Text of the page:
Child and Adolescent Psychopharmacology in the New Millennium: A Workshop for Academia, Industry, and Government

Duke Clinical Research Institute, Durham, NC 27715, USA.
Journal of the American Academy of Child & Adolescent Psychiatry (Impact Factor: 7.26). 04/2006; 45(3):261-70. DOI: 10.1097/
Source: PubMed


To give academic researchers, government officials, and industry scientists an opportunity to assess the state of pediatric psychopharmacology and identify challenges facing professionals in the field.
Increased federal spending and the introduction of pediatric exclusivity led to large increases in pediatric psychopharmacology research in the 1990s. Despite the increase in research, concerns exist about methods and incentives for making new medications available for use in pediatric psychiatric disorders. In recognition of these concerns, the Duke Clinical Research Institute held a roundtable in September 2004. Participants from the National Institutes of Health, regulatory agencies, academia, and the pharmaceutical industry spoke about the effects of government regulations such as the U.S. Food and Drug Administration Modernization Act and the Pediatric Research Equity Act on pediatric research from academic, clinical, and industry perspectives, and bioethical considerations of such research.
To ensure development of new drugs for treating psychiatric disorders in children and adolescents, we must address the challenges posed by the regulatory environment governing pediatric psychopharmacology research. Strategies were identified for improving the evidence base for psychopharmacologic interventions in youth before widespread use and for more effectively defining a research agenda for the future.

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    • "In actuality, many lessons have been learned in the process of moving CAPTN from concept to functioning PCT network that are of general importance for practical clinical trialists and, in particular, for those seeking to create multi-center clinical trials networks in pediatric and adult psychiatry. In previous reports we documented the need for PCTs in pediatric psychopharmacology [4], described common obstacles to conducting PCTs in psychiatry and proposed a set of solutions [5], and presented a theoretical rationale for CAPTN [3]. In this article, we specifically focus on infrastructure development issues (the "hardware") that enables practical clinical trials (the "software") to run on CAPTN. "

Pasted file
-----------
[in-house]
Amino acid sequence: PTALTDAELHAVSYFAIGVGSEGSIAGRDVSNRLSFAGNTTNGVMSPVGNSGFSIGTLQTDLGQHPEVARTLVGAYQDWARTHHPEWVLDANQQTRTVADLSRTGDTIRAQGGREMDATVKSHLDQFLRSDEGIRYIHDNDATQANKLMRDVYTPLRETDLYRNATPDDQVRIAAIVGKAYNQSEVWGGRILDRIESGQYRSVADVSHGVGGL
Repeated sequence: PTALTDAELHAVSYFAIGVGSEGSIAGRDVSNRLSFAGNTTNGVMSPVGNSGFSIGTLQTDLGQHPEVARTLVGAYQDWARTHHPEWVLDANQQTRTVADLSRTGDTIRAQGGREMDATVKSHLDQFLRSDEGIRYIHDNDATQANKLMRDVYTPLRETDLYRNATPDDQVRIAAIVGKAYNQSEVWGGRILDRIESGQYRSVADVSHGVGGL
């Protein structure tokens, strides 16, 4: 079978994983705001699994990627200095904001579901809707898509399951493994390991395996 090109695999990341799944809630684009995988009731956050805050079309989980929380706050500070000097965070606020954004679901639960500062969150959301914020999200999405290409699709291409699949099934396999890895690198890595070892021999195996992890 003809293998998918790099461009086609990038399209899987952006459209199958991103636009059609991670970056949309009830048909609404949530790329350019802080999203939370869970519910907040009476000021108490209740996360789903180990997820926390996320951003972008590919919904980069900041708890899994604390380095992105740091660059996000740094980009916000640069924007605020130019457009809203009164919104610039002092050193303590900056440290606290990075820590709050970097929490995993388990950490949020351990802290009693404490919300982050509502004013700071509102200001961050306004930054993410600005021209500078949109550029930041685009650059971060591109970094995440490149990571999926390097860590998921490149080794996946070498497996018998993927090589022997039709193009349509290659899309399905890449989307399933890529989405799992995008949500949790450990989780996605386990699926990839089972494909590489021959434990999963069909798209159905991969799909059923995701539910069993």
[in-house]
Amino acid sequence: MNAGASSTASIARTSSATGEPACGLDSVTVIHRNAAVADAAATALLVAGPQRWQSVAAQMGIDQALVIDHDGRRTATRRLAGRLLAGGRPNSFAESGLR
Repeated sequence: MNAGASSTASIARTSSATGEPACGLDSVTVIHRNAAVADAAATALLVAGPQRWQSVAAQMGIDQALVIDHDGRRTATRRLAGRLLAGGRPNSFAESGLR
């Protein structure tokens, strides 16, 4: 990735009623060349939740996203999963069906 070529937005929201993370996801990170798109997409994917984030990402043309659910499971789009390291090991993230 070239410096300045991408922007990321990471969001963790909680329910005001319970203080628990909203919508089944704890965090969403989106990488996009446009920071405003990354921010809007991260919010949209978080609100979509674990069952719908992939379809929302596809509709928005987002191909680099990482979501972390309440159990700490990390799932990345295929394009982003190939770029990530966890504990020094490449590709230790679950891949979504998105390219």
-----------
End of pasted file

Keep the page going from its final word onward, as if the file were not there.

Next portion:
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    ABSTRACT: In 2003, the National Institute of Mental Health funded the Child and Adolescent Psychiatry Trials Network (CAPTN) under the Advanced Center for Services and Intervention Research (ACSIR) mechanism. At the time, CAPTN was believed to be both a highly innovative undertaking and a highly speculative one. One reviewer even suggested that CAPTN was "unlikely to succeed, but would be a valuable learning experience for the field." To describe valuable lessons learned in building a clinical research network in pediatric psychiatry, including innovations intended to decrease barriers to research participation. The CAPTN Team has completed construction of the CAPTN network infrastructure, conducted a large, multi-center psychometric study of a novel adverse event reporting tool, and initiated a large antidepressant safety registry and linked pharmacogenomic study focused on severe adverse events. Specific challenges overcome included establishing structures for network organization and governance; recruiting over 150 active CAPTN participants and 15 child psychiatry training programs; developing and implementing procedures for site contracts, regulatory compliance, indemnification and malpractice coverage, human subjects protection training and IRB approval; and constructing an innovative electronic casa report form (eCRF) running on a web-based electronic data capture system; and, finally, establishing procedures for audit trail oversight requirements put forward by, among others, the Food and Drug Administration (FDA). Given stable funding for network construction and maintenance, our experience demonstrates that judicious use of web-based technologies for profiling investigators, investigator training, and capturing clinical trials data, when coupled to innovative approaches to network governance, data management and site management, can reduce the costs and burden and improve the feasibility of incorporating clinical research into routine clinical practice. Having successfully achieved its initial aim of constructing a network infrastructure, CAPTN is now a capable platform for large safety registries, pharmacogenetic studies, and randomized practical clinical trials in pediatric psychiatry.